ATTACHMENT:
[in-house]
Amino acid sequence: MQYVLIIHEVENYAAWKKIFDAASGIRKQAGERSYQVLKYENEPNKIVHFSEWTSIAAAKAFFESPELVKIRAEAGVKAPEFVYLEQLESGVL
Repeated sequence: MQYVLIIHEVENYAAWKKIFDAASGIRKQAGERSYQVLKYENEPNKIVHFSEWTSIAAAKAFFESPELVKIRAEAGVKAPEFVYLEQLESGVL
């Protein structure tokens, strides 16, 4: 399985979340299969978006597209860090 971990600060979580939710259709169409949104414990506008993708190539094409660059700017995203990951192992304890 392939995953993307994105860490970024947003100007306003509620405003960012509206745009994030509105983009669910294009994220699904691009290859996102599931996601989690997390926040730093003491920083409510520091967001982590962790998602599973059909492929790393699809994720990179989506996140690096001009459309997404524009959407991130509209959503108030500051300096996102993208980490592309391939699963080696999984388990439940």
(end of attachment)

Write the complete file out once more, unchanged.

[in-house]
Amino acid sequence: MQYVLIIHEVENYAAWKKIFDAASGIRKQAGERSYQVLKYENEPNKIVHFSEWTSIAAAKAFFESPELVKIRAEAGVKAPEFVYLEQLESGVL
Repeated sequence: MQYVLIIHEVENYAAWKKIFDAASGIRKQAGERSYQVLKYENEPNKIVHFSEWTSIAAAKAFFESPELVKIRAEAGVKAPEFVYLEQLESGVL
């Protein structure tokens, strides 16, 4: 399985979340299969978006597209860090 971990600060979580939710259709169409949104414990506008993708190539094409660059700017995203990951192992304890 392939995953993307994105860490970024947003100007306003509620405003960012509206745009994030509105983009669910294009994220699904691009290859996102599931996601989690997390926040730093003491920083409510520091967001982590962790998602599973059909492929790393699809994720990179989506996140690096001009459309997404524009959407991130509209959503108030500051300096996102993208980490592309391939699963080696999984388990439940």